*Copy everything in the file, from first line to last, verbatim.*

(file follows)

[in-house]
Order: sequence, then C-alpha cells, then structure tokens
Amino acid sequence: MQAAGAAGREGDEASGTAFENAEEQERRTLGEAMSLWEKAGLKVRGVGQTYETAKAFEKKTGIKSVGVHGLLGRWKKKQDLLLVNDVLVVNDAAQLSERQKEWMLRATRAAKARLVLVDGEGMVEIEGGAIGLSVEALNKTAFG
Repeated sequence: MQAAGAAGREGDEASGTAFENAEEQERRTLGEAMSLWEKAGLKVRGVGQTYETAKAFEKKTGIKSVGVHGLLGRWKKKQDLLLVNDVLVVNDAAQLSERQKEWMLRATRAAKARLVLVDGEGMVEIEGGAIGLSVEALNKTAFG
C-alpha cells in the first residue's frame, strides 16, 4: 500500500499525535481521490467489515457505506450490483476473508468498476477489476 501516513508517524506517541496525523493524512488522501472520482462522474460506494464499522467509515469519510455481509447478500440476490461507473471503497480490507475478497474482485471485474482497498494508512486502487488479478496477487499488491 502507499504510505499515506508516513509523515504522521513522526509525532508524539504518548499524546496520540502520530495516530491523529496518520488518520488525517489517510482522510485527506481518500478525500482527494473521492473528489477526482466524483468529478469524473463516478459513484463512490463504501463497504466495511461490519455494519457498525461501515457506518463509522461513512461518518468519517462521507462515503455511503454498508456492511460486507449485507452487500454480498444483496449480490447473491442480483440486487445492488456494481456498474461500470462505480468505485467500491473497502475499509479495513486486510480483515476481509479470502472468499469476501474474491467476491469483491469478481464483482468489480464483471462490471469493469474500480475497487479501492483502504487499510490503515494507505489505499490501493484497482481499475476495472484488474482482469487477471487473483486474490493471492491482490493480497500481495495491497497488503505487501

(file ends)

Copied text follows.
[in-house]
Order: sequence, then C-alpha cells, then structure tokens
Amino acid sequence: MQAAGAAGREGDEASGTAFENAEEQERRTLGEAMSLWEKAGLKVRGVGQTYETAKAFEKKTGIKSVGVHGLLGRWKKKQDLLLVNDVLVVNDAAQLSERQKEWMLRATRAAKARLVLVDGEGMVEIEGGAIGLSVEALNKTAFG
Repeated sequence: MQAAGAAGREGDEASGTAFENAEEQERRTLGEAMSLWEKAGLKVRGVGQTYETAKAFEKKTGIKSVGVHGLLGRWKKKQDLLLVNDVLVVNDAAQLSERQKEWMLRATRAAKARLVLVDGEGMVEIEGGAIGLSVEALNKTAFG
C-alpha cells in the first residue's frame, strides 16, 4: 500500500499525535481521490467489515457505506450490483476473508468498476477489476 501516513508517524506517541496525523493524512488522501472520482462522474460506494464499522467509515469519510455481509447478500440476490461507473471503497480490507475478497474482485471485474482497498494508512486502487488479478496477487499488491 502507499504510505499515506508516513509523515504522521513522526509525532508524539504518548499524546496520540502520530495516530491523529496518520488518520488525517489517510482522510485527506481518500478525500482527494473521492473528489477526482466524483468529478469524473463516478459513484463512490463504501463497504466495511461490519455494519457498525461501515457506518463509522461513512461518518468519517462521507462515503455511503454498508456492511460486507449485507452487500454480498444483496449480490447473491442480483440486487445492488456494481456498474461500470462505480468505485467500491473497502475499509479495513486486510480483515476481509479470502472468499469476501474474491467476491469483491469478481464483482468489480464483471462490471469493469474500480475497487479501492483502504487499510490503515494507505489505499490501493484497482481499475476495472484488474482482469487477471487473483486474490493471492491482490493480497500481495495491497497488503505487501